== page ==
Saturday night’s huge 28-25 upset win over No. 14 Boise State in Provo was filled with emotional moments for members of the BYU football team.
One of the most poignant, however, came in the post-game press conference.
Cougar junior linebacker Isaiah Kaufusi couldn’t keep his emotions from showing when he was asked about how much of the passion the players brought to the field was because of head coach Kalani Sitake.
“I don’t think people really realize and understand how much we love Kalani,” Kaufusi said. “He’s a great mentor and a phenomenal coach. I think people are too quick to criticize and attack him. The whole team is behind Kalani. We love him. We play for him. Regardless of whether his job is on the line or not, you’re going to get 123 guys who are playing for Kalani. The bottom line is that we love him and we’ll fight for him any day.”
Don’t expect Sitake to take any personal credit or even express much personal satisfaction in getting the second home win over a ranked opponent in a single season for the first time in BYU football history.
“I’m glad we got this win and I’m extremely proud of our players,” Sitake said. “Our assistant coaches worked their tails off for this win. I’m really happy with the guys who stepped up and made plays. We always talk about our depth, about getting opportunities to play and making sure they are ready. I was really proud of how we did today.”
It was the other direction when it came to blame during the down weeks as Sitake said repeatedly after the losses to Toledo and South Florida that he was the one who needed to fix the issues.
So what did he do?
“I didn’t do anything too crazy,” Sitake said. “The players worked extremely hard for this win. If anything, I leaned on them even more heavily. Our assistant coaches had a great game plan and I thought it was executed well. I liked the aggressive nature of our team. I felt like we had to do some things differently to win this game and we were able to do just enough.”
The Cougars had never doubted their capabilities but just hadn’t gotten everything clicking.
“We’ve always talked about putting a complete game together,” Kaufusi said. “For some reason, it hasn’t happened. I think tonight, it did and it showed. When we do put a complete game together, we’re a great football team. I think we found the formula for what it takes. This week in practice, we worked really hard. We know how much time and effort it’s going to take to really game plan. Moving forward, I think you’re going to see a better team. We’ve kind of figured it out more.”
One of the most glaring examples of how well things came together was when BYU faced a pair of crucial fourth-down plays.
Coming into the game, the Cougars had only converted 2-of-11 fourth-down attempts but against the Broncos BYU went 2-for-2.
The first came from the Boise State 27-yard line when the Cougars used a little deception to make a big play.
“Baylor (Romney) and the running back had some good acting skills,” BYU junior tight end Matt Bushman said. “They faked like it was a fumble on the exchange and I faked a little block, then sprung out. We knew it was going to work. We just needed that right situation to do it. We’re glad it paid off.”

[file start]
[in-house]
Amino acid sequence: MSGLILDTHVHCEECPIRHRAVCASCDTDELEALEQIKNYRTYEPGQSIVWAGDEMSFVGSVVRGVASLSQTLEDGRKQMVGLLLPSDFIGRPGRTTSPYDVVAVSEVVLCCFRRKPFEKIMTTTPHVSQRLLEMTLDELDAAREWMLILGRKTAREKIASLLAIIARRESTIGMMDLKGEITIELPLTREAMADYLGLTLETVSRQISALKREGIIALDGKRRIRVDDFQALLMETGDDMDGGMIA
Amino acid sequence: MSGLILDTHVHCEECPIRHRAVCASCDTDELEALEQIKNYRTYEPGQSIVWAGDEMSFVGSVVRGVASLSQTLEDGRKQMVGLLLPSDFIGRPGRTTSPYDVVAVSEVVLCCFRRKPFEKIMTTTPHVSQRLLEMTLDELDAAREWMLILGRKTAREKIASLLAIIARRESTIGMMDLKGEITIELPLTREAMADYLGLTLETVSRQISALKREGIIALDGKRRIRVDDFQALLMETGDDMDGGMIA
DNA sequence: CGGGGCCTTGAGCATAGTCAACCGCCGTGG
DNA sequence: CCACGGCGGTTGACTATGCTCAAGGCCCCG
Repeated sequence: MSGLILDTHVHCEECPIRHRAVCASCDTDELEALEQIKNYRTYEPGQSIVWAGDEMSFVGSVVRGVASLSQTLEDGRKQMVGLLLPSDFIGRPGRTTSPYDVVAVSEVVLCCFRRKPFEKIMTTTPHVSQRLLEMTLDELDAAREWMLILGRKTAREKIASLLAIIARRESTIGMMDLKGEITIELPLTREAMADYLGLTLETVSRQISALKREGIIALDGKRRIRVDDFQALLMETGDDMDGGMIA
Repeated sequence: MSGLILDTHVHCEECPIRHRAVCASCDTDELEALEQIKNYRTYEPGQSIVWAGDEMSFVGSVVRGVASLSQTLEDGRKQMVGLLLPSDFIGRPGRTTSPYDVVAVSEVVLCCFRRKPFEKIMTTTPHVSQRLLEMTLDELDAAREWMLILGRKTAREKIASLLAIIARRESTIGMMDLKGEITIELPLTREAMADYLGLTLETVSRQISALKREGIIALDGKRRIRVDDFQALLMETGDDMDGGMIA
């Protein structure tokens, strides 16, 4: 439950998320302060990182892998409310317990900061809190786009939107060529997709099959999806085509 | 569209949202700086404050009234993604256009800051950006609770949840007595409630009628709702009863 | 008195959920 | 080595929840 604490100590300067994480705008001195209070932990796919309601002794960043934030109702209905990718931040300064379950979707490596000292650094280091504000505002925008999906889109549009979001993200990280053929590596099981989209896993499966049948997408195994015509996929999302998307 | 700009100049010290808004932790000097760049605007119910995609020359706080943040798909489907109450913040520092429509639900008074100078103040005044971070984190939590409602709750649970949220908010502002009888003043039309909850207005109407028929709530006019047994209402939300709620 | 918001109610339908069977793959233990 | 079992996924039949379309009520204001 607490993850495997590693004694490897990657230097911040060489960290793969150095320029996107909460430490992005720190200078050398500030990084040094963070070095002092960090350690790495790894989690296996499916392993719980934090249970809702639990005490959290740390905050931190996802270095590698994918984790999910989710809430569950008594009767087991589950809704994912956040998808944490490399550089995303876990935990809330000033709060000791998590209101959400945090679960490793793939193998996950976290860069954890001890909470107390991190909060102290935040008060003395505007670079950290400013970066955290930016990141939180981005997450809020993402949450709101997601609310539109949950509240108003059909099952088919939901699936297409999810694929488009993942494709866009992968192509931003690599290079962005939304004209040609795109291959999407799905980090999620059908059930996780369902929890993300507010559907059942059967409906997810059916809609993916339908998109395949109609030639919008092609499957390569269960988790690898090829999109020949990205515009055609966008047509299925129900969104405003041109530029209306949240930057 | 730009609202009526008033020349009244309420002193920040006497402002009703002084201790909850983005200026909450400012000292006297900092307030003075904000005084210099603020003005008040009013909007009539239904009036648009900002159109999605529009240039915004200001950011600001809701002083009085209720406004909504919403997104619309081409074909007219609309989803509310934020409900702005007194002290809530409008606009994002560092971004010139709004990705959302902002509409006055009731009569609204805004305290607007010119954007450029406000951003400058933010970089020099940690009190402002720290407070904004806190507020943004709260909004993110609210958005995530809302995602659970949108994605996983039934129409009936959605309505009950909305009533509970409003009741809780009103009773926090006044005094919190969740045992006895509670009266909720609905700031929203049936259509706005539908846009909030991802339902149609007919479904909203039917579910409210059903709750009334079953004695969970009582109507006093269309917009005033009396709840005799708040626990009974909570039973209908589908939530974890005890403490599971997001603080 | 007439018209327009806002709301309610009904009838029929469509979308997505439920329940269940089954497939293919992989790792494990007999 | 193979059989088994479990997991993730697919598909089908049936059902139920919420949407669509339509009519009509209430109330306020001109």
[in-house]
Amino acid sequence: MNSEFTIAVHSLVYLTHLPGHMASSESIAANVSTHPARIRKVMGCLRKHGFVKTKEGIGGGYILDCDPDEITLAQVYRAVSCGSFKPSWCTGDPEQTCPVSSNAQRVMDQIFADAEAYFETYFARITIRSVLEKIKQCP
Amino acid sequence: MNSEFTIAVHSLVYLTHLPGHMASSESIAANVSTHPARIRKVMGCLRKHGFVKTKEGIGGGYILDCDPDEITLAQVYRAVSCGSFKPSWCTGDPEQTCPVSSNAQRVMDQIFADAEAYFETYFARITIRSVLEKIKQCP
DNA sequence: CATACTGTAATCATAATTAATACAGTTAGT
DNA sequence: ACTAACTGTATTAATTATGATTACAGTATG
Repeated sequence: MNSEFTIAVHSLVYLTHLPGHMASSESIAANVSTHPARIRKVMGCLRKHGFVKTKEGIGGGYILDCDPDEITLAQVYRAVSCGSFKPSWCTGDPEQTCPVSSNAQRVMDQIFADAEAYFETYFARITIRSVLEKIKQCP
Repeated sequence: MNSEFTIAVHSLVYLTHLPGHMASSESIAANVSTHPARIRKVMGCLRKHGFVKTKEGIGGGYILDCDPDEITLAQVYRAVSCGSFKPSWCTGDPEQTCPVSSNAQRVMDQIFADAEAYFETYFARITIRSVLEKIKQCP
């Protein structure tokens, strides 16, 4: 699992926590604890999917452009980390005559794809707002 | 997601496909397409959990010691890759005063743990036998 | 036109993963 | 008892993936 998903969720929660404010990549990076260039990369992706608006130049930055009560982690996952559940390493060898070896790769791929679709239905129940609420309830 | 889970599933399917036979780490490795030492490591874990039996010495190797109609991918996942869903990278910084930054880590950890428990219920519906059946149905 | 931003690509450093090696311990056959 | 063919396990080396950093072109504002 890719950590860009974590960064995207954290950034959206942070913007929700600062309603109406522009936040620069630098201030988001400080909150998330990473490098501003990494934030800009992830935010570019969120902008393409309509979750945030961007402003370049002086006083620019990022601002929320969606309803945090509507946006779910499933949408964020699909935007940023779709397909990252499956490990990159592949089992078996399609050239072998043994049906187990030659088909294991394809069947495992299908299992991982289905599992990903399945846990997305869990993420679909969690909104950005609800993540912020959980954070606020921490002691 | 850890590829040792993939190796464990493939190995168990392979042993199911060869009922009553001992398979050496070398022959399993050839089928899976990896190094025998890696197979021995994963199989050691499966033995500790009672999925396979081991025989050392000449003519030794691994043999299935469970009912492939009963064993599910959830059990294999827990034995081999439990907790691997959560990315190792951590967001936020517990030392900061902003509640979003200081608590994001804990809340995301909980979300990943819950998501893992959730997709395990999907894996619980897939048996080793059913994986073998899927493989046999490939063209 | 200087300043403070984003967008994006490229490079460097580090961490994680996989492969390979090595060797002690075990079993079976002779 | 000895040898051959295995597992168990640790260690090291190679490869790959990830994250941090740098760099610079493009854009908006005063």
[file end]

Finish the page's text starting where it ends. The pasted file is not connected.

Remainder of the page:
Bushman was wide open for the conversion and took the ball to the house for a touchdown to give BYU the lead.
The second fourth-down attempt was even more tense, since the Cougars were at their own 34-yard line needing just a few inches.
Since there was just over two minutes left in the game and the Broncos were out of time outs, traditional wisdom would suggest that the right thing to do would be play for field position — but Sitake went for the high-risk, high-reward approach.
“I had to trust the players,” Sitake said. “In your mind, you think that you should punt it but I had a good feeling. I liked the look that they gave me on the sideline. We needed it to win the game, so it was like let’s go do it. We were what? A couple of inches away? I trust the guys and they really wanted this. We were talking about the calls and what to do there and that one just felt right.”
BYU senior safety Dayan Ghanwoloku said the Cougar players didn’t have any hesitation.
“We were going for it all the way,” Ghanwoloku said. “Coach Sitake was there with us on the sideline, letting us decide pretty much. He had faith in us.”
BYU went to the “scrum” package, which feature defensive back Austin Kafentzis at quarterback, defensive lineman Khyiris Tonga at fullback and Ghanwoloku at halfback.
Boise State brought in all their big guys as well, so the game-changing play came down to 22 players in a very small area struggling to make the play.
“It’s physical and it gets your heart going,” Ghanwoloku said. “You can see all their defensive linemen with their heads down and you know everyone is going to go low. It’s just a dogfight and all physicality. That scrum play showed they wanted it too but we wanted it more. It was a great feeling to get it, the best feeling ever.”
The combination of emotion and execution paid big dividends for the Cougars as they got the upset victory.
“That was something our team definitely needed,” Bushman said. “Coming off of a three-game losing streak, that just is not fun. We were playing bad football where we know we can play a lot better. We just came into this game, knowing we can compete with Boise State, that we were just as good or better. We played like that. It definitely was a great feeling.”